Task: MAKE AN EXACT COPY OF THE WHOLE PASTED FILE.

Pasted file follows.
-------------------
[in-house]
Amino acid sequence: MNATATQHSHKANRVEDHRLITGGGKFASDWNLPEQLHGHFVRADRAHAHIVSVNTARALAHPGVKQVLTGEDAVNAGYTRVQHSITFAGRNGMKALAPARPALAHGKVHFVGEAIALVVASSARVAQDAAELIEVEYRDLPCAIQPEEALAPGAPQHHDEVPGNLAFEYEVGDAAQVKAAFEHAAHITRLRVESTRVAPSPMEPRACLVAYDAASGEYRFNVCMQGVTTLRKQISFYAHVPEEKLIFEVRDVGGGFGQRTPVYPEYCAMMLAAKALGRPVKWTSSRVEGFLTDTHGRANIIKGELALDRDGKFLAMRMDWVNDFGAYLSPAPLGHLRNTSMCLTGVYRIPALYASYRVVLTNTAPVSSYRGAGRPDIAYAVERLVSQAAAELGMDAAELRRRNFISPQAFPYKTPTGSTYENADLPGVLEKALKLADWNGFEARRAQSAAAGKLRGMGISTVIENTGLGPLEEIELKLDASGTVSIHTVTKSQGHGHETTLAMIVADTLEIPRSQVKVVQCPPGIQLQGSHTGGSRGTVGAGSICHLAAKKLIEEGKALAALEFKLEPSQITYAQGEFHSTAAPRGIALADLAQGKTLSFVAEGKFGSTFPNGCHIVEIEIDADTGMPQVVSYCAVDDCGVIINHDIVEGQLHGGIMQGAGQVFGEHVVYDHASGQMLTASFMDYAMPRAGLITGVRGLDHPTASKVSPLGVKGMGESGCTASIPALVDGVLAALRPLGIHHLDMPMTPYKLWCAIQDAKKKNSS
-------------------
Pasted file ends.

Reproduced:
[in-house]
Amino acid sequence: MNATATQHSHKANRVEDHRLITGGGKFASDWNLPEQLHGHFVRADRAHAHIVSVNTARALAHPGVKQVLTGEDAVNAGYTRVQHSITFAGRNGMKALAPARPALAHGKVHFVGEAIALVVASSARVAQDAAELIEVEYRDLPCAIQPEEALAPGAPQHHDEVPGNLAFEYEVGDAAQVKAAFEHAAHITRLRVESTRVAPSPMEPRACLVAYDAASGEYRFNVCMQGVTTLRKQISFYAHVPEEKLIFEVRDVGGGFGQRTPVYPEYCAMMLAAKALGRPVKWTSSRVEGFLTDTHGRANIIKGELALDRDGKFLAMRMDWVNDFGAYLSPAPLGHLRNTSMCLTGVYRIPALYASYRVVLTNTAPVSSYRGAGRPDIAYAVERLVSQAAAELGMDAAELRRRNFISPQAFPYKTPTGSTYENADLPGVLEKALKLADWNGFEARRAQSAAAGKLRGMGISTVIENTGLGPLEEIELKLDASGTVSIHTVTKSQGHGHETTLAMIVADTLEIPRSQVKVVQCPPGIQLQGSHTGGSRGTVGAGSICHLAAKKLIEEGKALAALEFKLEPSQITYAQGEFHSTAAPRGIALADLAQGKTLSFVAEGKFGSTFPNGCHIVEIEIDADTGMPQVVSYCAVDDCGVIINHDIVEGQLHGGIMQGAGQVFGEHVVYDHASGQMLTASFMDYAMPRAGLITGVRGLDHPTASKVSPLGVKGMGESGCTASIPALVDGVLAALRPLGIHHLDMPMTPYKLWCAIQDAKKKNSS